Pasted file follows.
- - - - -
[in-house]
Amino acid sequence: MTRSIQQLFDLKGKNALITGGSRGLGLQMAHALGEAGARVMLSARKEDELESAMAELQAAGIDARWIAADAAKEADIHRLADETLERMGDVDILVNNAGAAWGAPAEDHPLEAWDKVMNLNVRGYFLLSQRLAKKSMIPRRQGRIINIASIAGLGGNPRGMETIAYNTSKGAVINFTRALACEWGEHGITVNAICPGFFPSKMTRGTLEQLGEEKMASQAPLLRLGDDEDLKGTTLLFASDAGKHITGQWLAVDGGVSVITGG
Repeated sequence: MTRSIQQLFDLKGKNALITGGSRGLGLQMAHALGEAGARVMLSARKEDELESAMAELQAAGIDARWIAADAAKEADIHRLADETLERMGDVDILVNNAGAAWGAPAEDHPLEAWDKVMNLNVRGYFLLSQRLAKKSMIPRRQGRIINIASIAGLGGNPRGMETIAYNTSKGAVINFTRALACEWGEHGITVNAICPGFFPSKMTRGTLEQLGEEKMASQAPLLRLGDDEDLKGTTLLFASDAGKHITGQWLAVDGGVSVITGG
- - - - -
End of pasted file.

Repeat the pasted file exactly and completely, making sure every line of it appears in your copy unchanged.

[in-house]
Amino acid sequence: MTRSIQQLFDLKGKNALITGGSRGLGLQMAHALGEAGARVMLSARKEDELESAMAELQAAGIDARWIAADAAKEADIHRLADETLERMGDVDILVNNAGAAWGAPAEDHPLEAWDKVMNLNVRGYFLLSQRLAKKSMIPRRQGRIINIASIAGLGGNPRGMETIAYNTSKGAVINFTRALACEWGEHGITVNAICPGFFPSKMTRGTLEQLGEEKMASQAPLLRLGDDEDLKGTTLLFASDAGKHITGQWLAVDGGVSVITGG
Repeated sequence: MTRSIQQLFDLKGKNALITGGSRGLGLQMAHALGEAGARVMLSARKEDELESAMAELQAAGIDARWIAADAAKEADIHRLADETLERMGDVDILVNNAGAAWGAPAEDHPLEAWDKVMNLNVRGYFLLSQRLAKKSMIPRRQGRIINIASIAGLGGNPRGMETIAYNTSKGAVINFTRALACEWGEHGITVNAICPGFFPSKMTRGTLEQLGEEKMASQAPLLRLGDDEDLKGTTLLFASDAGKHITGQWLAVDGGVSVITGG